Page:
This Part of the Sky is a book based on the journal I kept while in West Africa. My husband and I had the most thrilling experience of constructing a building that now functions as a church and school in Zorzor, Liberia. We chose Zorzor, or, perhaps, I should say, Zorzor chose us. That's where my husband is from and where his grandmother was living when he visited her the previous year - just before she died at 103 years old! You may know that Liberia is still recovering from the lingering effects of civil wars; an estimated 200,000 people are reported to have been killed and the country's economy has been devastated. After my husband's return, we were committed to actively doing something to benefit the people there. And so, we did - giving them what they asked for. Living on a meager budget in order to donate our savings and raising money, we left the comforts of home and headed to Liberia. Our hope was to positively impact this village. What an amazing experience it was for us as well. I suspect that you too will find reading this book of my reflections a worthwhile experience. It will make you laugh out loud, provoke thought, admire the Liberian people, and, perhaps, even move you to take some action for a community that's dear to you. Thank you for joining me in again looking at this part of the sky.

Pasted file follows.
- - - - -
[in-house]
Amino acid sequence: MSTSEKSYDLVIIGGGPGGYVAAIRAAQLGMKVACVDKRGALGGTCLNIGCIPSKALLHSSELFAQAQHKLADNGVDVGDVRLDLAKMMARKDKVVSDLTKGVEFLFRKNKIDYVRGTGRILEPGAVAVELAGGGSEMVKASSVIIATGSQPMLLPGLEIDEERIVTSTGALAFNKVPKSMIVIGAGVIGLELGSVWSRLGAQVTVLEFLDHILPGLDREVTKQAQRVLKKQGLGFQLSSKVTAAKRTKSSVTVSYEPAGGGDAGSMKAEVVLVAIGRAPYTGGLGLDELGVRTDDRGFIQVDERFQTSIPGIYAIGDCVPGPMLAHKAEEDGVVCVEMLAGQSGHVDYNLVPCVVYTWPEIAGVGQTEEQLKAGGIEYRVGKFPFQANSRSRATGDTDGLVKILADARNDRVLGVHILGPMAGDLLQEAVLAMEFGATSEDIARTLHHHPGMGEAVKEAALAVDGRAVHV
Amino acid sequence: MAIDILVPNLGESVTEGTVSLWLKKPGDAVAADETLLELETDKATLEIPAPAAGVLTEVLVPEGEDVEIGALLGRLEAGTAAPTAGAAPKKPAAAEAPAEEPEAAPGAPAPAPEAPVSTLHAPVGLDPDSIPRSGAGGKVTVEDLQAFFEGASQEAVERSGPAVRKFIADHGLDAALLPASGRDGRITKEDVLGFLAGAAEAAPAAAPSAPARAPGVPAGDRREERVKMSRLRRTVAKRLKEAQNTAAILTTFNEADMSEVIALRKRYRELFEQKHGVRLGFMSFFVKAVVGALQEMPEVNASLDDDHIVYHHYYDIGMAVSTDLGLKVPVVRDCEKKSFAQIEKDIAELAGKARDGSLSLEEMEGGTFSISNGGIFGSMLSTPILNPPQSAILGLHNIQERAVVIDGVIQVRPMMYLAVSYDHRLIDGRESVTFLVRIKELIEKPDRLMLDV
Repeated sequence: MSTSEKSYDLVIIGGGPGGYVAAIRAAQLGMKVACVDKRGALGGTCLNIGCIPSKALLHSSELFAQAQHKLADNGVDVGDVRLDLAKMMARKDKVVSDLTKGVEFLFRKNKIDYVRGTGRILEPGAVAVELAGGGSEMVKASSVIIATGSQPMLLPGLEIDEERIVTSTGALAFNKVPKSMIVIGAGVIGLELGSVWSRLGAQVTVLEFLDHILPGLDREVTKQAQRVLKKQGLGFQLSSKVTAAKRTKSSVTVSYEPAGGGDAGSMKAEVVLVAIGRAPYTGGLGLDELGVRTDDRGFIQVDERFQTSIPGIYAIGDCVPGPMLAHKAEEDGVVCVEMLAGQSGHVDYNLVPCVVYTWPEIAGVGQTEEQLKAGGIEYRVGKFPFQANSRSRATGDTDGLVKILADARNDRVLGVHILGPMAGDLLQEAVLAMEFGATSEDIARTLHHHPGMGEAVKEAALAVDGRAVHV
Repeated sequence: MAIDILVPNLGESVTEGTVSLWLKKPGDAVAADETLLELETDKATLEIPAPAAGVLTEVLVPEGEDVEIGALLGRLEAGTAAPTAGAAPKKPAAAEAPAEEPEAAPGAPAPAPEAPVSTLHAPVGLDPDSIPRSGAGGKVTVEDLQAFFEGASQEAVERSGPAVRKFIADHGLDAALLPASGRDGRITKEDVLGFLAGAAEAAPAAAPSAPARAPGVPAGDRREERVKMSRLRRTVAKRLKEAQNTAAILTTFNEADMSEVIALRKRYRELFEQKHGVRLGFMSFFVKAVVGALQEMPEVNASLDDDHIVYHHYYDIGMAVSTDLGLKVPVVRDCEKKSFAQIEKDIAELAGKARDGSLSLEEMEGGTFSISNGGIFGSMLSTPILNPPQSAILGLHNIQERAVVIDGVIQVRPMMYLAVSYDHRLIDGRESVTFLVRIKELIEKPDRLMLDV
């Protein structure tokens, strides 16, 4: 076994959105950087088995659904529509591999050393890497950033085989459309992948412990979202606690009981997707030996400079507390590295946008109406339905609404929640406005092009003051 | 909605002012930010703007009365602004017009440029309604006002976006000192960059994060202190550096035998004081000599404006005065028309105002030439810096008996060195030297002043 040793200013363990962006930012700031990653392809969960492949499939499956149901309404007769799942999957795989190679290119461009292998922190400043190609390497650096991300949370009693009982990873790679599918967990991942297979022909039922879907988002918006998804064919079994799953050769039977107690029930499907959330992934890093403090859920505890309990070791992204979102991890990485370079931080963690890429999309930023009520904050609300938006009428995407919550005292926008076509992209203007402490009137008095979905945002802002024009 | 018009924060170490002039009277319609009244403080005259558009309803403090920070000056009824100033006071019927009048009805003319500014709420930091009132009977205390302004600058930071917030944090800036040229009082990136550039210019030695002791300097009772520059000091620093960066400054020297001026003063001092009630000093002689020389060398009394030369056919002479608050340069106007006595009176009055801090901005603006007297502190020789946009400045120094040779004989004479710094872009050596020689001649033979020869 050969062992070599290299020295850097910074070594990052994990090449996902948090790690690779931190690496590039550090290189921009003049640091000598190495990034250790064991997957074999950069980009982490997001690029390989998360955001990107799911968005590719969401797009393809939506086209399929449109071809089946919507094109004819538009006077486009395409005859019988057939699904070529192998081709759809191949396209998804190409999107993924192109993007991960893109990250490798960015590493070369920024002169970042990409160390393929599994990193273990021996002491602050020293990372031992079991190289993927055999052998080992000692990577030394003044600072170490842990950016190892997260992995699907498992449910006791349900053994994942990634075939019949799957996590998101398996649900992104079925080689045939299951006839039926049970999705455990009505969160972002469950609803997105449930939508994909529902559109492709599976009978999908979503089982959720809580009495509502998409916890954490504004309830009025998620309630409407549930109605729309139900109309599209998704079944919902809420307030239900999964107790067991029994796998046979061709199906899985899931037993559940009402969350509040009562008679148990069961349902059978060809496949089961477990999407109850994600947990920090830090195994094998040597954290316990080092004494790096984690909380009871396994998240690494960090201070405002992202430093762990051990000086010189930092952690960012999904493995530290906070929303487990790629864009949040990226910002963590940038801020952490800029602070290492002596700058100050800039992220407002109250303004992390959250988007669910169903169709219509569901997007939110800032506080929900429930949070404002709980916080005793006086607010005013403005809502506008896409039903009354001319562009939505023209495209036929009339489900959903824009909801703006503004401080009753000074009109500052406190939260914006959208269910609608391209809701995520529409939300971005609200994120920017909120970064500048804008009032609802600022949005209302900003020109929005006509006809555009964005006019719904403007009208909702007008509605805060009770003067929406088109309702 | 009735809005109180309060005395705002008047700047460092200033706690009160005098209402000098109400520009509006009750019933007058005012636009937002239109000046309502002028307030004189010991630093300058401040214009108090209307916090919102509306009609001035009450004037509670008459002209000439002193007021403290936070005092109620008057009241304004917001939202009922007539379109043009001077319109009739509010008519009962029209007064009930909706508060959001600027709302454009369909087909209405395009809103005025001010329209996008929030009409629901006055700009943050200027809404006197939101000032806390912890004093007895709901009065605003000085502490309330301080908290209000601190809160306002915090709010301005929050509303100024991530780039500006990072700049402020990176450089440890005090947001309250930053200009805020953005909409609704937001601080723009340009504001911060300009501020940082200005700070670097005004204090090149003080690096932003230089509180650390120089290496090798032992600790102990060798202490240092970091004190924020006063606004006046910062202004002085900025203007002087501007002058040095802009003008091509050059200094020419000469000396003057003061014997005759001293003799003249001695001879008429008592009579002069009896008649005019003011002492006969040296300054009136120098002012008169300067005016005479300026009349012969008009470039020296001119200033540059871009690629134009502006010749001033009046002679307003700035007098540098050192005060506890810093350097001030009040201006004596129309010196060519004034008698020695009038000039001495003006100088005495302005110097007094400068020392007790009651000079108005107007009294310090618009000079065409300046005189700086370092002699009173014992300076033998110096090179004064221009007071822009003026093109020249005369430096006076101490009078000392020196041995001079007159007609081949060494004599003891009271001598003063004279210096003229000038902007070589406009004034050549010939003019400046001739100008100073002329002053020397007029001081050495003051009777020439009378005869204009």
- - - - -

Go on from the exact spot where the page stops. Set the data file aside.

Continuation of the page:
The chapters are completed; the accompanying photos are ready; I've "work-shopped" the pieces in a local writers' group. I've even done some community readings, and so, have gauged audience response. Now I need your help to have the manuscript edited and published. I set a goal based on my research of the most conservative costs to do this through small, independent publishers - the traditional publishing industry wants me to "tweak" my manuscript to make it more marketable, a better-seller. However, I'm not willing to compromise - I tell the stories just as they happened. Now, I need your assistance for this last part of the process - to get this book published.
How This Works:
If in the allotted time I get fewer pledges than the goal amount, you don't have to send any money, I don't get any and the stories remain on the pages of my journal. However, if we reach the goal or exceed it, you make good on your pledged amount, I send you the incredible rewards listed on the side-bar and the book gets edited and published! The stories of my experience with the inspiring Liberian people are shared.
The clock is ticking ... let's make this happen. Thank you.
For taking the time to read about this project, here is a brief preview. See below for short excerpts from two chapters of the book:
This Part of the Sky by Wendy Maragh Taylor
Beginning the Work – Hard Labor
Seeing a few women arrive with cement blocks on their heads, I decided to make myself useful too. During my walk with them, I heard, "tank you," over and over. Though I was trying to pay attention to their appreciative words, I was distracted – deciding whether or not I could actually carry the concrete blocks on my head like the other women. In the end, I decided against it. After all of the concern about Malaria, Yellow Fever, or the like, and whether the unrest which started in “the interior” – where we are – and led to the civil wars was really over, the last thing I wanted was for Joseph to have to explain to my mother how I broke my neck carrying cement blocks on my head.